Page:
In the Economy of Things on peaq, decentralized applications (dApps) play a crucial role as fundamental building blocks. These dApps cater to vehicles, robots, devices, and other machines, operating on smart contracts that harness peaq's core functionalities. With the potential to offer a diverse range of services, these dApps leverage the interconnectedness of machines to create tangible value for users through real-world economic processes and exchanges.
Alice, the owner of a private charging station, wishes to make it available to the public during her idle times. However, she is reluctant to join an expensive third-party subscription service to manage the charging sessions for her station.
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Thanks to the peaq network, Alice's charging station becomes visible to Bob, enabling him to reserve it for his use. Bob sends a reservation request for a 30-minute slot, and his car (Consumer) initiates the request via the smart contract associated with the charging station (Provider). The smart contract then verifies if Bob has sufficient funds and, if so, temporarily blocks the required amount. Upon successful authentication, Bob receives a booking confirmation for the charging station, and the station is informed about the identity of Bob's car (Consumer Public Key) that is expected to arrive.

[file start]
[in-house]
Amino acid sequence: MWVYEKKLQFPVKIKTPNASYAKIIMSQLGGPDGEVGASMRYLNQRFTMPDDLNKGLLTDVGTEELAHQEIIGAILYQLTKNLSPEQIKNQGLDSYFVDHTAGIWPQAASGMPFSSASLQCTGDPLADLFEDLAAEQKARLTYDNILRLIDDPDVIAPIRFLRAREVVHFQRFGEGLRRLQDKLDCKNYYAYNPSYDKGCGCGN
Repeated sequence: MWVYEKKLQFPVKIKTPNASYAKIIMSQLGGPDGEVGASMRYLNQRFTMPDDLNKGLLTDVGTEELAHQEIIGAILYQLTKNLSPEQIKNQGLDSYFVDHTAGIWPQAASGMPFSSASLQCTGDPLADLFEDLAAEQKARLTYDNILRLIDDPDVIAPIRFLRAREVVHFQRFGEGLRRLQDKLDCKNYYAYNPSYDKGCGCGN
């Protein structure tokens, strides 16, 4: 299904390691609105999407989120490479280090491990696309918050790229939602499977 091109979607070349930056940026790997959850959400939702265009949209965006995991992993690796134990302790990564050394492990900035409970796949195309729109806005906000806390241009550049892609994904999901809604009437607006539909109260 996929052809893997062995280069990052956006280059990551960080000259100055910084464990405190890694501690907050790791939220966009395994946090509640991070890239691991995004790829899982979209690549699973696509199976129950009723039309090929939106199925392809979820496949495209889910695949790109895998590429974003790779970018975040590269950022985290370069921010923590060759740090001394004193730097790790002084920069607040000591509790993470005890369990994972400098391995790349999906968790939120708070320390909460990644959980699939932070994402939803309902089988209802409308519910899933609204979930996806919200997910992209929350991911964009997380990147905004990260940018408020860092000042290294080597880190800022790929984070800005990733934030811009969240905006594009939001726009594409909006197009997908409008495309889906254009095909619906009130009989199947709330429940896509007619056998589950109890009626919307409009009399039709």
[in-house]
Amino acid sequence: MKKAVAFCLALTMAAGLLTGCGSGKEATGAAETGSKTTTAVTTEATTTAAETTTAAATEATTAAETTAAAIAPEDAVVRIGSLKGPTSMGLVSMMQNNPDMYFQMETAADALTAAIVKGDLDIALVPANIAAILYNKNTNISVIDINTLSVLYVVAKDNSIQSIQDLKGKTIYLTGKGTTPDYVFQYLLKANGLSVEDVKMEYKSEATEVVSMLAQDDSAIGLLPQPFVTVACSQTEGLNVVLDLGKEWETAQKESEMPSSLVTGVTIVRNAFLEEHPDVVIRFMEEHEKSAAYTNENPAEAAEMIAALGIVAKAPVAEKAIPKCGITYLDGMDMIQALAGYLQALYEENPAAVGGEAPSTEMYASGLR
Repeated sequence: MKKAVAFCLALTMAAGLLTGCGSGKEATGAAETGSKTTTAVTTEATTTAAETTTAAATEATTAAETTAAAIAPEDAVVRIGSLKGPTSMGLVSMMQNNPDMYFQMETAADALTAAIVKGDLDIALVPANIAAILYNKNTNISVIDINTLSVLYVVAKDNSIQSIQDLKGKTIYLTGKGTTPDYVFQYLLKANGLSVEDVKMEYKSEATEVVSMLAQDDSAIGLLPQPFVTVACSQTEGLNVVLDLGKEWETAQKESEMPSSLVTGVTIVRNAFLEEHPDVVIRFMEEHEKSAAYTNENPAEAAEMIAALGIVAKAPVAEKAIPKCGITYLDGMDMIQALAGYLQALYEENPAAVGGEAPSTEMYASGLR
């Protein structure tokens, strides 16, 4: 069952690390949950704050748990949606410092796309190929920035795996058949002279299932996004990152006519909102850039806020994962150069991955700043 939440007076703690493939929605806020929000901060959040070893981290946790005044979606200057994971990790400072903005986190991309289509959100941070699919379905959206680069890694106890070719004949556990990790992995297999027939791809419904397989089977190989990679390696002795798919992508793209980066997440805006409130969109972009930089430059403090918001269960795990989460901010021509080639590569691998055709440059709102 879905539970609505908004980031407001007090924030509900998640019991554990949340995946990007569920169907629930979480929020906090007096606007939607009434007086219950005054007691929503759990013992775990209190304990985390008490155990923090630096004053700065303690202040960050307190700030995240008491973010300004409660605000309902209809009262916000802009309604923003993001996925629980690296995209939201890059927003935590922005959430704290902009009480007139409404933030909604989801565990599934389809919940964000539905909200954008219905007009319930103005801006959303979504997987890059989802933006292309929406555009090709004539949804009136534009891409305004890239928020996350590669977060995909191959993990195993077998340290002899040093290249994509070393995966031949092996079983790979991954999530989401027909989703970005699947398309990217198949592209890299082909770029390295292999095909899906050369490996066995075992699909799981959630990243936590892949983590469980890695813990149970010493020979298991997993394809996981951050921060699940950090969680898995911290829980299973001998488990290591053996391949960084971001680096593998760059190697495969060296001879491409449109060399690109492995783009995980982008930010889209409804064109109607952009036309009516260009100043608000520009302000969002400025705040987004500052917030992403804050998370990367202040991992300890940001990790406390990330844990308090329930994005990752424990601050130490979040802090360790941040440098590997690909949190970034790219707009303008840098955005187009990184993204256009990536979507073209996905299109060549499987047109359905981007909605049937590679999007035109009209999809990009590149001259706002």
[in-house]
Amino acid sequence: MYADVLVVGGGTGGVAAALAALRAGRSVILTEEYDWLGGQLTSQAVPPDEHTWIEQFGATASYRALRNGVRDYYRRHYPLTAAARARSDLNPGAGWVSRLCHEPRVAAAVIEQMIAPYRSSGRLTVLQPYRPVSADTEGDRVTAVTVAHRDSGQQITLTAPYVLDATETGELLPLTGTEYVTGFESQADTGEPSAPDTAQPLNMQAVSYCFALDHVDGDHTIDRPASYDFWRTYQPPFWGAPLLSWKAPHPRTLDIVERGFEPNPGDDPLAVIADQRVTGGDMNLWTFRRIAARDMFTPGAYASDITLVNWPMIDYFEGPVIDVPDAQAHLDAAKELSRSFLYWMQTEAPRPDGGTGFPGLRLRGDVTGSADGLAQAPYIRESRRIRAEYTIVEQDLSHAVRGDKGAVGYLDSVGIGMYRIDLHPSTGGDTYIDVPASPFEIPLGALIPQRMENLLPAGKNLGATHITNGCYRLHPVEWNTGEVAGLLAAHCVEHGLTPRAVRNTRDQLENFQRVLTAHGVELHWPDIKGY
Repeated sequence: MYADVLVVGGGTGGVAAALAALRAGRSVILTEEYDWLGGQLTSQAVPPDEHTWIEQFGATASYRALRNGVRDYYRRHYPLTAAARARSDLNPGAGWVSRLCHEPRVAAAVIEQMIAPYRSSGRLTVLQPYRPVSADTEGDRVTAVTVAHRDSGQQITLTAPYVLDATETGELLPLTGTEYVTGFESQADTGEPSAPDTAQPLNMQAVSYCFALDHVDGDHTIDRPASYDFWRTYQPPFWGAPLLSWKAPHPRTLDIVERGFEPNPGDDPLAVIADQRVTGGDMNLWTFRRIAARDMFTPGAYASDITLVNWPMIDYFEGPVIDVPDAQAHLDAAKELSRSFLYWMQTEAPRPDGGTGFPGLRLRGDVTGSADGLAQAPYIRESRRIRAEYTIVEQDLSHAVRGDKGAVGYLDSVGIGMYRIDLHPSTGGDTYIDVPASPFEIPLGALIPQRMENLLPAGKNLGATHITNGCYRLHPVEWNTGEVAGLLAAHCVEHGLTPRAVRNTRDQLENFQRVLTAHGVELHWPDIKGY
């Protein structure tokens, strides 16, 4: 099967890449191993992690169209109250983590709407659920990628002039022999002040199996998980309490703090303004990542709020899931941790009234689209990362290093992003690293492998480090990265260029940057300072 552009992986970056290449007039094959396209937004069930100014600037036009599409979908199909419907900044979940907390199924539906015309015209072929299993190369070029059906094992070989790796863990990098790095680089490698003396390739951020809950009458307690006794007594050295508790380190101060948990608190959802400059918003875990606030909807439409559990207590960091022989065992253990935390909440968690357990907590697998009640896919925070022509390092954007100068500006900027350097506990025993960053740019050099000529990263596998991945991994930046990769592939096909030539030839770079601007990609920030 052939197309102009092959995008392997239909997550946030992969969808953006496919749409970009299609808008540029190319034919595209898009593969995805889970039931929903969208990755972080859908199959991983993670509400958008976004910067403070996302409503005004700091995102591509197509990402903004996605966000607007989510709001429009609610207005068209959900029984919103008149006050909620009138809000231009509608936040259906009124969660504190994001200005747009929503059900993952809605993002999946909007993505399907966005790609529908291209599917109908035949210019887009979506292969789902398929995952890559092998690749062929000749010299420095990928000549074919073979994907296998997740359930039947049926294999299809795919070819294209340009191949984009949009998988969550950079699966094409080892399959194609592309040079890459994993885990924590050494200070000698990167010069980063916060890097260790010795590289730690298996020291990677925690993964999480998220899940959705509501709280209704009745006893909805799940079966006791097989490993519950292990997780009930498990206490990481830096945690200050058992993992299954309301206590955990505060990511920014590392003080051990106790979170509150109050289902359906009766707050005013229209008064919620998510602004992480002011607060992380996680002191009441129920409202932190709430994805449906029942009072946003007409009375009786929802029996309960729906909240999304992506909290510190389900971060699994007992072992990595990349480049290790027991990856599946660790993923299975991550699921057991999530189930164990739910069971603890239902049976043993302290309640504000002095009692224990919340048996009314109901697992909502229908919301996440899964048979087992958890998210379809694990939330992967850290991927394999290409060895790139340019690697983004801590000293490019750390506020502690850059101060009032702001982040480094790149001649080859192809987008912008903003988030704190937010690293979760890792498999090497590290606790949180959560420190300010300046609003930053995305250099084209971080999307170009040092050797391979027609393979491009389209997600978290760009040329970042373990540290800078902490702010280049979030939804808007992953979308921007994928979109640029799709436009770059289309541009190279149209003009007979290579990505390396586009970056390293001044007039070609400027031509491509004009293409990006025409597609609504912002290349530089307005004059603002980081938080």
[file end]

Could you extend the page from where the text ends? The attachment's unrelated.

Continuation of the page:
When Bob arrives at the charging station and plugs in the cable, the smart contract performs a verification check to validate the identity of his car. Once the verification is successful, Bob's car is authorized to begin charging, and the energy flow commences. At the end of the charging session, Bob triggers the smart contract to calculate the consumed energy and transfer the appropriate amount (pay-per-use) from the temporarily blocked funds to Alice. Subsequently, Bob unplugs his vehicle and drives off into the sunset, all transactions executed seamlessly via the peaq network.